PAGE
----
Friday 12 April 2024

The 'Russia preparing for war with NATO' drumbeat continues

Russia prepares for war with NATO
The peachiness peachifies

Russia preparing for war with NATO

At least, it is according to the Institute for the Study of War, which has been covering the Russian invasion of Ukraine from the beginning:

"Several Russian financial, economic, and military indicators suggest that Russia is preparing for a large-scale conventional conflict with NATO, not imminently but likely on a shorter timeline than what some Western analysts have initially posited."

This and other recent, highly disturbing posts cover the Russian move to a wartime economy,  their longer term preparations, and the growing international alarm: 

"Polish President Andrzej Duda emphasized in a March 20 interview with CNBC that Putin is intensifying efforts to shift Russia to a war economy with the intention of being able to attack NATO as early as 2026 or 2027, citing unspecified German research.[7] 

Danish Defense Minister Troels Lund Poulsen stated on February 9 that new intelligence indicates that Russia may attempt to attack a NATO country within three to five years, an accelerated timeline from NATO’s reported assessment in 2023.[8] 

The timeline for the reconstitution of a significant Russian conventional military threat depends heavily on the financial resources Putin is willing to put against military efforts. In the absence of other explanations for Putin’s apparent preparations to risk damaging his relationship with wealthy Russian clients and in the context of continuing announcements of plans to expand the Russian military considered below, Putin’s attempts to set conditions to stabilize Russia’s economy and finances are most likely part of Russian financial and domestic preparations for a potential future large-scale conflict with NATO and not just for a protracted war in Ukraine."

Issues that derailed Russia's overly ambitious initial invasion are being addressed, and Russia is getting militarily stronger, not weaker. Their tech may not be as advanced as that in The West, but it doesn't need to be: quantity has a quality of its own, a quote often attributed to an earlier Russian (Georgian) potentate, Joseph Stalin (Iosif Dzhugashvili).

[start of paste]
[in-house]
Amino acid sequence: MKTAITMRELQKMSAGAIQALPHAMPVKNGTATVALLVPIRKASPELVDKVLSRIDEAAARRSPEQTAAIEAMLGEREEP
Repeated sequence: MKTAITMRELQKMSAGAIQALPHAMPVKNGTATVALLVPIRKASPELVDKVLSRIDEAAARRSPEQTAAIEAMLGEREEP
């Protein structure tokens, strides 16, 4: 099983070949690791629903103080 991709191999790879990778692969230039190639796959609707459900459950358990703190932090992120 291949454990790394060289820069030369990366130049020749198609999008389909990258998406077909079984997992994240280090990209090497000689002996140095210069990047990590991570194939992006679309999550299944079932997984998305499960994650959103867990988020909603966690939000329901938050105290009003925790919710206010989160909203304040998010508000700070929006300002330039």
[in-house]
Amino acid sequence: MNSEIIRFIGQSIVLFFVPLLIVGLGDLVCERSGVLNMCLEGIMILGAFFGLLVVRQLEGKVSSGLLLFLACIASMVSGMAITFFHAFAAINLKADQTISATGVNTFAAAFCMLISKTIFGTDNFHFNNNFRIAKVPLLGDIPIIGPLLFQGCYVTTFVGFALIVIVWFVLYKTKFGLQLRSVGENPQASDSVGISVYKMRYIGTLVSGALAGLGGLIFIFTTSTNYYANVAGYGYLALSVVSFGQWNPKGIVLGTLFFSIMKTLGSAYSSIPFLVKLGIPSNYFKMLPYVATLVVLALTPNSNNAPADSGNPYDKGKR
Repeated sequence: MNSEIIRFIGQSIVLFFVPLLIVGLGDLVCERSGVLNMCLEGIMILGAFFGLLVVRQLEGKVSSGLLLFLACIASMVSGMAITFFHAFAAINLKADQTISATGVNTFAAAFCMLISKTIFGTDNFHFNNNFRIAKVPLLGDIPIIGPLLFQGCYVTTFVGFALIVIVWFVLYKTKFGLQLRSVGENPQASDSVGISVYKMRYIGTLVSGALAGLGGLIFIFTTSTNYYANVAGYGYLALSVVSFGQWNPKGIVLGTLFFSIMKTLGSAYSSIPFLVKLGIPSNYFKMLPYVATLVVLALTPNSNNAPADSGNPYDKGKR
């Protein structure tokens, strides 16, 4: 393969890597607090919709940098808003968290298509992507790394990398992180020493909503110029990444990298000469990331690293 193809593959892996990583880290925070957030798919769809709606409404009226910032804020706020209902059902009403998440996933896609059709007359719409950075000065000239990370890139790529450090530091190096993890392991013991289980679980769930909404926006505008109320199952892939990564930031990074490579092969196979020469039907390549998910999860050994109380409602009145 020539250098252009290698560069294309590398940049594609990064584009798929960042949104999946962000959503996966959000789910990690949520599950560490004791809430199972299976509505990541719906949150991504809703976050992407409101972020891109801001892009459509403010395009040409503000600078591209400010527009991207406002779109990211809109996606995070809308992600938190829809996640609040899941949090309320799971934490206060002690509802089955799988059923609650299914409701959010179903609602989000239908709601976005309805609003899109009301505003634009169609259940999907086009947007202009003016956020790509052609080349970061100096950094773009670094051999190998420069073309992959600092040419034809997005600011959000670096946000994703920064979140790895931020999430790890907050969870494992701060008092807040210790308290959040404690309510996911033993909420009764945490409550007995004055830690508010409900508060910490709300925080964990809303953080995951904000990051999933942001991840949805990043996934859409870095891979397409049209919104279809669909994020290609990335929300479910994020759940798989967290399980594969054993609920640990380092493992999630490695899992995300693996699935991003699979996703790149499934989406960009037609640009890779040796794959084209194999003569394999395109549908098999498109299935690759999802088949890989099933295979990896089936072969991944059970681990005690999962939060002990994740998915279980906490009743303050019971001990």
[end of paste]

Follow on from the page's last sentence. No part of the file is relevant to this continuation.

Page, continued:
Over the last ten years, Russia has meddled in the US and Ukrainian election campaigns, run massive troll farms, and honey trapped American political and industry figures. They have herded refugees across the eastern borders of the EU and Finland to destabilize them. They have buzzed the Baltic States and impinged on their airspace with fighter jets. They have cut underwater communication cables, assassinated dissidents with radioactive elements and poisoned their underwear, targeted apartment blocks with cruise missiles, set up torture chambers and rape rooms in Ukraine, and deported Ukrainian children.

Mearsheimer says Putin has no intention of invading the Baltics, or restoring the Russian Empire. Yet he also said Putin would not invade Ukraine, that he could get everything he wanted from threats and bluster. A couple weeks later, Putin invaded Ukraine. 

Mearsheimer has also said that minority groups in Russia consider themselves Russian and that there is no risk of civil unrest or ethnic conflict. This does not jibe with the exceptionally large security forces Russia employs internally (what are they there to suppress if there is no potential for unrest?), or what I have heard from  various reporters, who have talked about anti-minority riots, the rise of intolerant right wing extremism, and discontent within the Tartar oblasts and the Caucuses (to be fair, the Caucuses have always been that way). 

The Chechens, despite their current collaborationist regime, have not forgotten the brutal oppression inflicted upon them. Sooner or later, Chechnya will attempt to secede again.

So will other ethnic minority dominated oblasts.

Problems may start emerging faster than Putin's thugs can beat them back down.

Being seen by history as a weak war leader who failed to reintegrate former Soviet Ukraine is very likely entirely unacceptable to Putin, and he will risk everything to secure victory. 

If Mearsheimer's right, Ukraine will inevitably be crushed and the US & NATO discredited, but we will not be facing WWIII or further Russian aggression. 

If he's wrong... 

As they say, pick your poison.

"Russia will not stop; Russia can only BE stopped."
Krišjānis Kariņš, Latvian Foreign Minister

Saturday 30 March 2024